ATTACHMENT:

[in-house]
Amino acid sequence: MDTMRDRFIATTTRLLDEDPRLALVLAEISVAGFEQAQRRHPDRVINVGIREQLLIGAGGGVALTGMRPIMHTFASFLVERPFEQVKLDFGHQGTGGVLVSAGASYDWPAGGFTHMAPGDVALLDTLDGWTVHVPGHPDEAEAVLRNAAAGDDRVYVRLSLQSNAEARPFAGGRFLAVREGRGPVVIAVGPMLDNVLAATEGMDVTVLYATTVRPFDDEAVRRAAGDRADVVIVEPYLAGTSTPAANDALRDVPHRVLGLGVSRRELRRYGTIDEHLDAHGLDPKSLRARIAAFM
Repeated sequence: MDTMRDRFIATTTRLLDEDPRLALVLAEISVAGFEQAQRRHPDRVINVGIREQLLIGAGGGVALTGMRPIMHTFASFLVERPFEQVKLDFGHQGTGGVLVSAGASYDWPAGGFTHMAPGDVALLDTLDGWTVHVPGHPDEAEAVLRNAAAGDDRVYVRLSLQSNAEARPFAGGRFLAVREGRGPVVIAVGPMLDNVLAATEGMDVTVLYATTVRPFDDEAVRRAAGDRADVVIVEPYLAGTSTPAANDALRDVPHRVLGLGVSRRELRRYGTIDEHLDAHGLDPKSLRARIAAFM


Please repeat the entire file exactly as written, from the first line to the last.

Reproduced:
[in-house]
Amino acid sequence: MDTMRDRFIATTTRLLDEDPRLALVLAEISVAGFEQAQRRHPDRVINVGIREQLLIGAGGGVALTGMRPIMHTFASFLVERPFEQVKLDFGHQGTGGVLVSAGASYDWPAGGFTHMAPGDVALLDTLDGWTVHVPGHPDEAEAVLRNAAAGDDRVYVRLSLQSNAEARPFAGGRFLAVREGRGPVVIAVGPMLDNVLAATEGMDVTVLYATTVRPFDDEAVRRAAGDRADVVIVEPYLAGTSTPAANDALRDVPHRVLGLGVSRRELRRYGTIDEHLDAHGLDPKSLRARIAAFM
Repeated sequence: MDTMRDRFIATTTRLLDEDPRLALVLAEISVAGFEQAQRRHPDRVINVGIREQLLIGAGGGVALTGMRPIMHTFASFLVERPFEQVKLDFGHQGTGGVLVSAGASYDWPAGGFTHMAPGDVALLDTLDGWTVHVPGHPDEAEAVLRNAAAGDDRVYVRLSLQSNAEARPFAGGRFLAVREGRGPVVIAVGPMLDNVLAATEGMDVTVLYATTVRPFDDEAVRRAAGDRADVVIVEPYLAGTSTPAANDALRDVPHRVLGLGVSRRELRRYGTIDEHLDAHGLDPKSLRARIAAFM